KF – Unless you get a right bad one which you never know when that could happen, look at Lionheart, broke his neck in his prime, he was in a match with AJ Styles but I do find as I’ve got older it’s taken its toll a bit more between the camps, the training school and my indie bookings. I wrestle as much as anyone in Scotland. Early on the worst you would get was a black eye or a split head and you just go to work the next day, when I did the plumbing they just thought I had been fighting, they didn’t get it. Early on when I was younger wrestling was nee cool in Scotland like it is now, you get a bit of stick for doing it so you sort of just keep it to yourself but now all my trainees are proud and show their scars, say they got it at the wrestling. Back then they would ask if I got beat up in the toon and I would say yeah because it was easier than saying I was wrestling a 30 stone man. I tore my rotator cuff back now in 2007 and like an idiot I wrestled through it, I diagnosed myself absolute young idiot. At that point 1PW was a thing, I was getting out to Irish Whip Wrestling that was more, not to dismiss what they are doing now but at that point it was more of a name value indie company, now they do local shows. At that point it was somewhere you wanted to be, I remember going out there and having a match with Bingo Balance, I hadn’t re-hurt my muscle in ages but I took a front bump and tore it again. Then I tore it in a holiday park then I tore it in a 1PW match in Doncaster so I re-tore it 3 times in a year. Then it got to the stage where I literally didn’t take a front bump in a year.
NR – Were you still working and not taking the bumps at that time?
KF – I was working but just not taking front bumps, I diagnosed myself and figured it was every time I took a front bump.
NR – So at any point did you see a medical professional?
KF – No because, ‘scuse my language I knew I was fucked, things were going well for me at that point, still at the back of my mind I was hoping for WWE and at that stage of my career that was the goal and I thought there’s no way. I broke it at 1PW on the show with AJ Styles back then, shows with Ric Flair, Bret Hart stuff like that, the top US guys, Roderick Strong and I was like I cannot be taking 6 months out now because you can be easily forgotten.
NR – What about the future from now? Do you see your training schools getting bigger? What would be the ideal future?
KF – Like I said there when I started out WWE was the goal that was the dream, as I got older, as I developed into a wrestler myself I fell away from WWE and became obsessed with British wrestling. That’s the industry I’m in, that’s my job, I wanted to know everything that’s going on. There’s not enough time in the day especially when you are wrestling at the weekends so I eventually got to the stage where PBW built up and obviously I’m 31 now, by no means am I the biggest guy, I know things have changed recently where you see smaller guys, it’s no longer as much the body business it used to be. For me now its leaving my legacy in British wrestling, what we are doing now in ICW is putting Scotland on the map.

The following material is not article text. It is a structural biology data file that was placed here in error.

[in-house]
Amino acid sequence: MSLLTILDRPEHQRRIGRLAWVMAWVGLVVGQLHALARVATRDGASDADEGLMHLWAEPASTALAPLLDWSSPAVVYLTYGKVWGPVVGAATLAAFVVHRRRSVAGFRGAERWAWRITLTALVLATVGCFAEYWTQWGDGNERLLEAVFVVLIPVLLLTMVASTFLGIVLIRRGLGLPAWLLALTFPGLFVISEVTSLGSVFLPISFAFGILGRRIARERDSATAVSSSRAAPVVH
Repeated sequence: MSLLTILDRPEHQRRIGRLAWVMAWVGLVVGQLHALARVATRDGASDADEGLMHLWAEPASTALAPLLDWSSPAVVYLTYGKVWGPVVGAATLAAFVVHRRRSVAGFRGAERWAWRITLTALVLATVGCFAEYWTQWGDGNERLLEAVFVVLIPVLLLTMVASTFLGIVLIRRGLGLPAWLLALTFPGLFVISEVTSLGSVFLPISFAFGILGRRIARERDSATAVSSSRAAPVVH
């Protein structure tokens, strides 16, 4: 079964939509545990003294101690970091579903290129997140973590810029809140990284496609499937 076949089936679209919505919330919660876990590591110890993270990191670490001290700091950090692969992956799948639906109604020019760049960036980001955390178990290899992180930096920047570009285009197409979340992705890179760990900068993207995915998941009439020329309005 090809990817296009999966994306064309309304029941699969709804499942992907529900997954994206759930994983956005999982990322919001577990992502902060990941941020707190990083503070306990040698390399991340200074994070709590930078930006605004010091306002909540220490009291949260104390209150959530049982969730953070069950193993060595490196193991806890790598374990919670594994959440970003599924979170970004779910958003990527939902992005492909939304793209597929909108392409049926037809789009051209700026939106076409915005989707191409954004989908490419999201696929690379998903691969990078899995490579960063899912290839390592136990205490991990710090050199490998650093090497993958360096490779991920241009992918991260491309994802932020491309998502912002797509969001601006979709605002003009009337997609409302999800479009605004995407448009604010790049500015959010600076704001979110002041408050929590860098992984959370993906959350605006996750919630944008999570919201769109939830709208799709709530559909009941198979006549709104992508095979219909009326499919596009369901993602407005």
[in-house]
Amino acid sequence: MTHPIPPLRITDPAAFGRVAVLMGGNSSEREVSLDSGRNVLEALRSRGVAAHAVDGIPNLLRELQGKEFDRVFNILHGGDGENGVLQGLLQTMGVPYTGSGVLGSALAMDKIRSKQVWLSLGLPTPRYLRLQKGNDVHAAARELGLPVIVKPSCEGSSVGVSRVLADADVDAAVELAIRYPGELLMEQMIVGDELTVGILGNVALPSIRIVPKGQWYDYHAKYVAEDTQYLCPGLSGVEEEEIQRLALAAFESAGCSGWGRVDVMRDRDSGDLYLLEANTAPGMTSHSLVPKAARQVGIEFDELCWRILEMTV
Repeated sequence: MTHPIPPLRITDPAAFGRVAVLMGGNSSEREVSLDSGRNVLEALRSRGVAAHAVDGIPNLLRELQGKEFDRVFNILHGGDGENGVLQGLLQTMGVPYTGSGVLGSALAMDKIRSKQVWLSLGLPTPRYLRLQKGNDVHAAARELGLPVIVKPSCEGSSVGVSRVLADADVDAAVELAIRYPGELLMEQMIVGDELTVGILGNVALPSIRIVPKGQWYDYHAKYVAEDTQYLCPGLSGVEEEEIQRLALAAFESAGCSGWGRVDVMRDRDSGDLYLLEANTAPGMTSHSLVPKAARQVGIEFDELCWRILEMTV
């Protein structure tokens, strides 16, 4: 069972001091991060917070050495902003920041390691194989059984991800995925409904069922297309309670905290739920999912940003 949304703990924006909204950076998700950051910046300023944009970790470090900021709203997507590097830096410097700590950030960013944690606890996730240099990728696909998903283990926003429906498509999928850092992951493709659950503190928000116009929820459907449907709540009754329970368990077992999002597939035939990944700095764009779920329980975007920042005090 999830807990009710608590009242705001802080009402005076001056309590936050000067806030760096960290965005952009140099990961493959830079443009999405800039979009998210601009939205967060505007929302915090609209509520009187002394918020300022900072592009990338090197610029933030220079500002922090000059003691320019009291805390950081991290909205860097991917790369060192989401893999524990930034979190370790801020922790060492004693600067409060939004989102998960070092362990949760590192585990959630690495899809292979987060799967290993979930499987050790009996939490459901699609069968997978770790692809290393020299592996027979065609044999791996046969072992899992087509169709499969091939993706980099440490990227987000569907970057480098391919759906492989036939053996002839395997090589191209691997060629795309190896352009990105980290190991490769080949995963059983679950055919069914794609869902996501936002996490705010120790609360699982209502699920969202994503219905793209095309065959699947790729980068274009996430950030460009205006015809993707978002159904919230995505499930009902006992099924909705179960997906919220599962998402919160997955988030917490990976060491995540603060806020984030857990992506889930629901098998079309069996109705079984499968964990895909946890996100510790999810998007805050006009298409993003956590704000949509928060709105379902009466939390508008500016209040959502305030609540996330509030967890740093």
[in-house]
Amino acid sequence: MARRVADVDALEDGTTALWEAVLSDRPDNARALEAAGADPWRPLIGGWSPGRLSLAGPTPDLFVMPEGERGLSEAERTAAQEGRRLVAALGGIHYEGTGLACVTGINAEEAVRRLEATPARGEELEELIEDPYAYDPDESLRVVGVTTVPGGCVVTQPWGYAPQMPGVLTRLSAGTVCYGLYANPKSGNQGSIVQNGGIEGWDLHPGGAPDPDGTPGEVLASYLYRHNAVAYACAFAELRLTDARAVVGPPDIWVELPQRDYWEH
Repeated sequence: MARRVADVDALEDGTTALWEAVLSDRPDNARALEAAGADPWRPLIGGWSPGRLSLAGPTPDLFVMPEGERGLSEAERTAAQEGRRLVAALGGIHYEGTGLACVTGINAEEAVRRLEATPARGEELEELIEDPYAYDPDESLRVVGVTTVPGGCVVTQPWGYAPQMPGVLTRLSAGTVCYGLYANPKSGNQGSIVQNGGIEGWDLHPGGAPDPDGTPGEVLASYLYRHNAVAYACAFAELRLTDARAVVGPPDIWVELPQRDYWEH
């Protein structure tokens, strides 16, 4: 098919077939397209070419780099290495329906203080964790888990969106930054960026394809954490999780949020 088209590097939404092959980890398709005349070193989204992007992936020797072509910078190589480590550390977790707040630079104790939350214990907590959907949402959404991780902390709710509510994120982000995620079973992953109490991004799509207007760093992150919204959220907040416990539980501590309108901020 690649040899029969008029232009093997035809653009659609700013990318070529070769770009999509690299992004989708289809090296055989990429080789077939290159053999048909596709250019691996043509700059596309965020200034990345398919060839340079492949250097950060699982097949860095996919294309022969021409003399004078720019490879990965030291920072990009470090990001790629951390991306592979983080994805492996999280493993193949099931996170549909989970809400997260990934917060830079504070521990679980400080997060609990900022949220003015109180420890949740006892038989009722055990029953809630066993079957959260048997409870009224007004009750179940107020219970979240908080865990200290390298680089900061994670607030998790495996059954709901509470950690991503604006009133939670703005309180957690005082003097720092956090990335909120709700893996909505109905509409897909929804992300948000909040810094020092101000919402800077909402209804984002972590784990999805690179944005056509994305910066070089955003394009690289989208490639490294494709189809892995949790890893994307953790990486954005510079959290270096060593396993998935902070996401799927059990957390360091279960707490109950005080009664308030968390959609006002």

NR – Definitely.
KF – It filters down to PBW and BCW they are getting their up from it as well. In Scotland, in wrestling, we are at the stage where most people have heard a wee bit about it.
NR – The BBC documentary was great.
KF – Obviously the documentary was great but for me the main aim right now is to get a show on terrestrial or even one of the main sky channels. If ICW get it great they are the most likely candidates but if someone ever came to PBW and said do you want to do a family one on a Saturday morning I would hear them out but we’ve not got the production values that ICW have got. I want to get more lads on tv, Grado’s a star now in Scotland and it’s all down tv. The tv people got word of him and he’s great with the charisma and all that but once he got on tv, on the documentary on Scot Squad and River City that was when he was getting pantomimes and shows at the theatres and if we can get another 5 or 6 guys on tv to get the same kind of exposure level we would be on a right good footing.
NR – Do you think that when Drew Galloway/McIntyre when he was in WWE and he was the chosen one do you think that helped Scottish wrestling, was he something you could aim at?
KF – At the time it got a buzz initially when Drew was doing well, not too, Drew’s lived the dream, he’s lived the life we all want and is by far one of the most talented guys I know and one of the most hard working guys I know but they could have done a lot better with him after the initial thing. Towards the end the best thing for him was coming back to do things he wanted to do, to wrestle how he wanted to wrestle with that star power from WWE the current fans were seeing a Drew that they had never seen before, he’s an intense man.
NR – He’s still quite young.
KF – He’s younger than myself.
NR – As someone coming from Newcastle we have Adrian Neville/Neville, formally PAC, lots of the guys round here wrestle the guys he’s wrestled and in places where he has wrestled and quite a few of them say well if he can make it I can whereas beforehand there wasn’t that example.